News

Wednesday, June 19, 2019

An excerpt from the LA Sentinel

At two years of age, my mother was worried because I cried almost constantly.  She noticed that my finger looked broken, which we would soon discover was a result of bone deterioration.  What she was about to discover after rushing me to the hospital shocked her.  She was told her two year old boy was suffering from Sickle Cell Disease.  It was 1988 and newborn screening only started in California in 1990.

By the age of 6, I had already spent half of my young life in the hospital. At age 7 while hospitalized, the doctor told my mother I was going to die. My family arrived, cried, prayed, and tried to comfort me.  We waited. But I didn’t die. This was my new normal. I would continue to be hospitalized and each time wonder if I was going to die, as I would constantly be reminded that there were almost no adults living with Sickle Cell.  We just didn’t live long enough to make it to adulthood.

Tuesday, June 4, 2019

An excerpt from NBC Southern California

By Lolita Lopez and Josh Underwood-Davis

New legislation is aimed at closing a legal loophole blamed for the proliferation of untraceable, homemade guns in Southern California.

So-called ghost guns cannot be tracked, allowing some to fall into the hands of criminals. They can be purchased online, delivered in pieces and assembled at home -- no background check required.

"We have to make sure that our laws are advancing as our technology advance in this country," said Assemblyman Mike Gipson, who represents the Compton area.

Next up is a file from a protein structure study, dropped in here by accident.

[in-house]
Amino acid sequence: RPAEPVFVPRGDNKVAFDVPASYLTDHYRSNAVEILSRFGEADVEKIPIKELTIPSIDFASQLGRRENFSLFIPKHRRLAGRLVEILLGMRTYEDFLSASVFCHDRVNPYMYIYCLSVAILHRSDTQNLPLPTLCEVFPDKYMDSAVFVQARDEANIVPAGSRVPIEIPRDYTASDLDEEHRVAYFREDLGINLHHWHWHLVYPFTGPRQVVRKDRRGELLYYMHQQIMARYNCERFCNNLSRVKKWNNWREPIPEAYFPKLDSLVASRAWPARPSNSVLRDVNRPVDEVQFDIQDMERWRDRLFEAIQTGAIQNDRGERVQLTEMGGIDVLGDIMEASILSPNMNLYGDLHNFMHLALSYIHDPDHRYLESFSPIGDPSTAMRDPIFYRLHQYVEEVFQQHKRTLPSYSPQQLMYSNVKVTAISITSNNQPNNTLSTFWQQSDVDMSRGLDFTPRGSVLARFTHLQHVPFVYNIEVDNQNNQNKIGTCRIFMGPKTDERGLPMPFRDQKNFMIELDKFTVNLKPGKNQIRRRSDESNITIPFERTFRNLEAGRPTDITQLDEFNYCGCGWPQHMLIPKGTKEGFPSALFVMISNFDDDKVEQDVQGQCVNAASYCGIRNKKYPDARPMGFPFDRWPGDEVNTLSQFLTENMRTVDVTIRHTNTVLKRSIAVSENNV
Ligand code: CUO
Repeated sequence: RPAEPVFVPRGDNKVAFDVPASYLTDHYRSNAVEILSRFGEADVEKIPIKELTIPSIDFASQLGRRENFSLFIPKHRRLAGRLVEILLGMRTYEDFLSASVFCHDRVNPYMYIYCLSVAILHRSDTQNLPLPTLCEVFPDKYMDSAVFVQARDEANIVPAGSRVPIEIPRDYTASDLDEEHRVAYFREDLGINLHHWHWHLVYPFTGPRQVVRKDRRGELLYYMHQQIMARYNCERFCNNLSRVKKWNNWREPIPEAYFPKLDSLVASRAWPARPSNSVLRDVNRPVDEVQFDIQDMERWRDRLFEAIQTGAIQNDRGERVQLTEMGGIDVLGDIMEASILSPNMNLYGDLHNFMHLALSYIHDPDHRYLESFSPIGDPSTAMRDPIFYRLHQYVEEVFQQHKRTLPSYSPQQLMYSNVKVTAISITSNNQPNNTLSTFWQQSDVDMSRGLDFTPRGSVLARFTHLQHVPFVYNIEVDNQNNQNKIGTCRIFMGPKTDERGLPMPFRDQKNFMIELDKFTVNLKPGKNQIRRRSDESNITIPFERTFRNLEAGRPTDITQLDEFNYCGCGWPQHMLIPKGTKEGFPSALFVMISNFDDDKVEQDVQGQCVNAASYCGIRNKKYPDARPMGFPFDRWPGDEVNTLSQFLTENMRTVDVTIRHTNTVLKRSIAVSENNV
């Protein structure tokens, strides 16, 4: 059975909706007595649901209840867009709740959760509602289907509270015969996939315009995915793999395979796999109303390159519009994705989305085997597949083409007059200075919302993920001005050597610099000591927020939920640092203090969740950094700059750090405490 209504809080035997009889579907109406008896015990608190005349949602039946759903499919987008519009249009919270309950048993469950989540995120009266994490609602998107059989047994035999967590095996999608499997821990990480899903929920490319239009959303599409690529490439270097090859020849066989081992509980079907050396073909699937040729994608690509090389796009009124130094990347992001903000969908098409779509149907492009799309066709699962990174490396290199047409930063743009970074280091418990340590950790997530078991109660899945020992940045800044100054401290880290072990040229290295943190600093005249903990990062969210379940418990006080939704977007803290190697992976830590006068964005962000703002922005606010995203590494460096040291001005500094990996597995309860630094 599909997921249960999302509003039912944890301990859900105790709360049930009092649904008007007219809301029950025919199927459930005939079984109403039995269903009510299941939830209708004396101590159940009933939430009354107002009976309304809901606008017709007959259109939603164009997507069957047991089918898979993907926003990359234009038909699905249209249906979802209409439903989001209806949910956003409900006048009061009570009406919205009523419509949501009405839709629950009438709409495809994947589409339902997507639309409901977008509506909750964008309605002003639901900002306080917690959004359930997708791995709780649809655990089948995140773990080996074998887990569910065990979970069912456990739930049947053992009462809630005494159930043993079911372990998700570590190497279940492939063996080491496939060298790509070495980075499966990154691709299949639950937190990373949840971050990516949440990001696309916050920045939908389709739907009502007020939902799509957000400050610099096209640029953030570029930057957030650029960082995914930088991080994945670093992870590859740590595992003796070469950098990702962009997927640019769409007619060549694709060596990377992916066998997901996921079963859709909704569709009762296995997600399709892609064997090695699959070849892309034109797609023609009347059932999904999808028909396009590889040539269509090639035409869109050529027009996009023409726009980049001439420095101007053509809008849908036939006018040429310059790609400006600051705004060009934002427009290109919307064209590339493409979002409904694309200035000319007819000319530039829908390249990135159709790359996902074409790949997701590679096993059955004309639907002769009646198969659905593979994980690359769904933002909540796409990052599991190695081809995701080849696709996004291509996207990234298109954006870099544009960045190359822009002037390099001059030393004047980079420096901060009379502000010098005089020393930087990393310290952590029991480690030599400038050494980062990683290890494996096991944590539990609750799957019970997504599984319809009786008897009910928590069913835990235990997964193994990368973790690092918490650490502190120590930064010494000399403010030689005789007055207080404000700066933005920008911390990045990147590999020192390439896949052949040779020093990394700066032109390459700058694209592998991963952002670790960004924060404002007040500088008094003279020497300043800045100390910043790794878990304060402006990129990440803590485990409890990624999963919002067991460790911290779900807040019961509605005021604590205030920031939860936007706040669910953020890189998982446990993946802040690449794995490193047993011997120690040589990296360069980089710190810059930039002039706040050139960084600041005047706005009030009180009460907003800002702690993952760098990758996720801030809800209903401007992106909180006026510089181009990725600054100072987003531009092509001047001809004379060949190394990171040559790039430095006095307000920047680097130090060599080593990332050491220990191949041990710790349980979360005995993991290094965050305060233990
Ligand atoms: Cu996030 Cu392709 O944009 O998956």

His bill, AB 879, would require a state background check for people seeking to buy firearm frames and receivers. It requires the Justice Department to electronically approved the purchase of firearm parts through a parts vendor. 

Tuesday, April 23, 2019

An excerpt from the Sacramento Bee

It’s dangerous to be homeless in the Golden State. Homeless people make up less 1 percent of Los Angeles’ population, yet accounted for 16 percent of the city’s homicide victims last year, according to the Los Angeles Daily News.

Often, that violence is carried out with extreme brutality, according to National Coalition for the Homeless.

In May 2016, four people in beat a homeless man to death over the course of three days in San Francisco.

In September 2016, a man stabbed a homeless woman and then beat her to death with a baseball bat, all in broad daylight in Corona.

In February 2017, a man intentionally struck and killed a homeless man, a Navy veteran, with his vehicle in Riverside.

Thursday, March 21, 2019

An excerpt from CBS SACRAMENTO (CBS13)

The California Legislature will decide whether to equip every bus and child care car or van with a video system in an effort to cut down on bullying on school buses and the number of drivers who do not stop for school buses.

Under Assembly Bill 934, all school buses, school pupil activity buses, youth buses, and child care motor vehicles would need to have internal video systems. Several states have cameras on-board buses and have found them an effective way to stop bullying and vandalism, according to the bill’s author Asm. Mike Gipson (D- 64th District). The bus drivers and school administrators would also be able to monitor student activity, record when students get on and off the bus, and prevent false claims from being made.

Monday, March 4, 2019

An excerpt from East County Today - Local News and Current Events

A bill introduced by Assemblyman Mike Gipson (D-Carson) would make it a hate crime to commit a criminal act, in whole or in part, because of the victims homeless status.

Monday, February 4, 2019

An excerpt from the Los Angeles Times

Sixteen California lawmakers met Monday with former U.S. Rep. Gabrielle Giffords of Arizona, who was gravely wounded in a 2011 mass shooting, and agreed to form a working group to develop and pass gun control laws that can serve as a model for other states and the nation.

The working group will put together a package of gun laws, including new taxes on firearms for anti-violence programs, and submit them to Gov. Gavin Newsom for approval.

Thursday, January 10, 2019

An excerpt from the LA Sentinel

Assemblymember Mike A. Gipson, Democratic Caucus Chair, released the following statement regarding Governor Gavin Newsom’s budget proposal: